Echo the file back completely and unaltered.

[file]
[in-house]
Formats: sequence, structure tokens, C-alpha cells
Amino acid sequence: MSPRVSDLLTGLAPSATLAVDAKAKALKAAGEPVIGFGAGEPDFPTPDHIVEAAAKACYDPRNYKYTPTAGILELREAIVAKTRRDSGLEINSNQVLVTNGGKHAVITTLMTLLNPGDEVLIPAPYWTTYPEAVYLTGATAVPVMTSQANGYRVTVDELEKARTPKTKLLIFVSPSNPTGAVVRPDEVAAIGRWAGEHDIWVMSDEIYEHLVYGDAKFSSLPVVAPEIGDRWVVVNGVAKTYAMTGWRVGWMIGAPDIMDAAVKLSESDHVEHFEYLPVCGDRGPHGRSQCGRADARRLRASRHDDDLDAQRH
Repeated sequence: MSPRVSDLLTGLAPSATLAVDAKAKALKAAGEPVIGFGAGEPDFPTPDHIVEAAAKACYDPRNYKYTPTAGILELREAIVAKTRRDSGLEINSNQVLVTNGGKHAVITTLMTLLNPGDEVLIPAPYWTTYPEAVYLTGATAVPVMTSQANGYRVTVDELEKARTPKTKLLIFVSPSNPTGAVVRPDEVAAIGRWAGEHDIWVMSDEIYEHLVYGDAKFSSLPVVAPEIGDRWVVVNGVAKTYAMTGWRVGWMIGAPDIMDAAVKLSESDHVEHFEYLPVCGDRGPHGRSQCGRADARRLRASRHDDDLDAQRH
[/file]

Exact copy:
[in-house]
Formats: sequence, structure tokens, C-alpha cells
Amino acid sequence: MSPRVSDLLTGLAPSATLAVDAKAKALKAAGEPVIGFGAGEPDFPTPDHIVEAAAKACYDPRNYKYTPTAGILELREAIVAKTRRDSGLEINSNQVLVTNGGKHAVITTLMTLLNPGDEVLIPAPYWTTYPEAVYLTGATAVPVMTSQANGYRVTVDELEKARTPKTKLLIFVSPSNPTGAVVRPDEVAAIGRWAGEHDIWVMSDEIYEHLVYGDAKFSSLPVVAPEIGDRWVVVNGVAKTYAMTGWRVGWMIGAPDIMDAAVKLSESDHVEHFEYLPVCGDRGPHGRSQCGRADARRLRASRHDDDLDAQRH
Repeated sequence: MSPRVSDLLTGLAPSATLAVDAKAKALKAAGEPVIGFGAGEPDFPTPDHIVEAAAKACYDPRNYKYTPTAGILELREAIVAKTRRDSGLEINSNQVLVTNGGKHAVITTLMTLLNPGDEVLIPAPYWTTYPEAVYLTGATAVPVMTSQANGYRVTVDELEKARTPKTKLLIFVSPSNPTGAVVRPDEVAAIGRWAGEHDIWVMSDEIYEHLVYGDAKFSSLPVVAPEIGDRWVVVNGVAKTYAMTGWRVGWMIGAPDIMDAAVKLSESDHVEHFEYLPVCGDRGPHGRSQCGRADARRLRASRHDDDLDAQRH